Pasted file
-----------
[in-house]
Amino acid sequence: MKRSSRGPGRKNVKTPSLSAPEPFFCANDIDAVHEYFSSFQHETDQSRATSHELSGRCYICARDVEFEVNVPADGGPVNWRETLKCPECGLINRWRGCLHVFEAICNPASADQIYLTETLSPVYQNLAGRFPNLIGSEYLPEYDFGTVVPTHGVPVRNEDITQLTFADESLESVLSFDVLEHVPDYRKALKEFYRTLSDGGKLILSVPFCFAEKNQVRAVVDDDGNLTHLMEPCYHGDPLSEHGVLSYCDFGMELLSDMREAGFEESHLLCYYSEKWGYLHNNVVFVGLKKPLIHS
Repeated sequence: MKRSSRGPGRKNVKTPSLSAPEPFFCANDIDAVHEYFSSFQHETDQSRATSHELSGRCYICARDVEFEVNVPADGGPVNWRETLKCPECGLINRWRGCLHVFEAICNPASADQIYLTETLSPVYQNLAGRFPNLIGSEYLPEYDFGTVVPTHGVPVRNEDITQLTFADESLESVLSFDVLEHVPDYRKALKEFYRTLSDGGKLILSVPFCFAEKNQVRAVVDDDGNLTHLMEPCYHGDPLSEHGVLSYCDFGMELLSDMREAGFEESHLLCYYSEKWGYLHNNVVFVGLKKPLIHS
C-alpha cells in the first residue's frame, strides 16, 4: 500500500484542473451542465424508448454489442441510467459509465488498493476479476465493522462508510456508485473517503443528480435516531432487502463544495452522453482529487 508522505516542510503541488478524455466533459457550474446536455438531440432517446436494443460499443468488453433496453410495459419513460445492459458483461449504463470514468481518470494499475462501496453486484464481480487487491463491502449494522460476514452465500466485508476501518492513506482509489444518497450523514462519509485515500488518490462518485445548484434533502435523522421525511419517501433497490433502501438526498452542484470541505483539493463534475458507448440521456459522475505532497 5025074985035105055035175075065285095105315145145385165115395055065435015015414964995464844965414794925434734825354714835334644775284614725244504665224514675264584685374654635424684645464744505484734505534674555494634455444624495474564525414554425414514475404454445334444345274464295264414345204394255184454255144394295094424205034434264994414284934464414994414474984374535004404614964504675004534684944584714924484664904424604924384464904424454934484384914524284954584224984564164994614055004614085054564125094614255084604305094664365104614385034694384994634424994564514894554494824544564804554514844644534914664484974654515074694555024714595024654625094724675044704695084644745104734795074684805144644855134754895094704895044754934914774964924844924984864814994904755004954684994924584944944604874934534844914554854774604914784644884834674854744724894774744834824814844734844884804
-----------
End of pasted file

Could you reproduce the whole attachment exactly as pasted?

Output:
[in-house]
Amino acid sequence: MKRSSRGPGRKNVKTPSLSAPEPFFCANDIDAVHEYFSSFQHETDQSRATSHELSGRCYICARDVEFEVNVPADGGPVNWRETLKCPECGLINRWRGCLHVFEAICNPASADQIYLTETLSPVYQNLAGRFPNLIGSEYLPEYDFGTVVPTHGVPVRNEDITQLTFADESLESVLSFDVLEHVPDYRKALKEFYRTLSDGGKLILSVPFCFAEKNQVRAVVDDDGNLTHLMEPCYHGDPLSEHGVLSYCDFGMELLSDMREAGFEESHLLCYYSEKWGYLHNNVVFVGLKKPLIHS
Repeated sequence: MKRSSRGPGRKNVKTPSLSAPEPFFCANDIDAVHEYFSSFQHETDQSRATSHELSGRCYICARDVEFEVNVPADGGPVNWRETLKCPECGLINRWRGCLHVFEAICNPASADQIYLTETLSPVYQNLAGRFPNLIGSEYLPEYDFGTVVPTHGVPVRNEDITQLTFADESLESVLSFDVLEHVPDYRKALKEFYRTLSDGGKLILSVPFCFAEKNQVRAVVDDDGNLTHLMEPCYHGDPLSEHGVLSYCDFGMELLSDMREAGFEESHLLCYYSEKWGYLHNNVVFVGLKKPLIHS
C-alpha cells in the first residue's frame, strides 16, 4: 500500500484542473451542465424508448454489442441510467459509465488498493476479476465493522462508510456508485473517503443528480435516531432487502463544495452522453482529487 508522505516542510503541488478524455466533459457550474446536455438531440432517446436494443460499443468488453433496453410495459419513460445492459458483461449504463470514468481518470494499475462501496453486484464481480487487491463491502449494522460476514452465500466485508476501518492513506482509489444518497450523514462519509485515500488518490462518485445548484434533502435523522421525511419517501433497490433502501438526498452542484470541505483539493463534475458507448440521456459522475505532497 5025074985035105055035175075065285095105315145145385165115395055065435015015414964995464844965414794925434734825354714835334644775284614725244504665224514675264584685374654635424684645464744505484734505534674555494634455444624495474564525414554425414514475404454445334444345274464295264414345204394255184454255144394295094424205034434264994414284934464414994414474984374535004404614964504675004534684944584714924484664904424604924384464904424454934484384914524284954584224984564164994614055004614085054564125094614255084604305094664365104614385034694384994634424994564514894554494824544564804554514844644534914664484974654515074694555024714595024654625094724675044704695084644745104734795074684805144644855134754895094704895044754934914774964924844924984864814994904755004954684994924584944944604874934534844914554854774604914784644884834674854744724894774744834824814844734844884804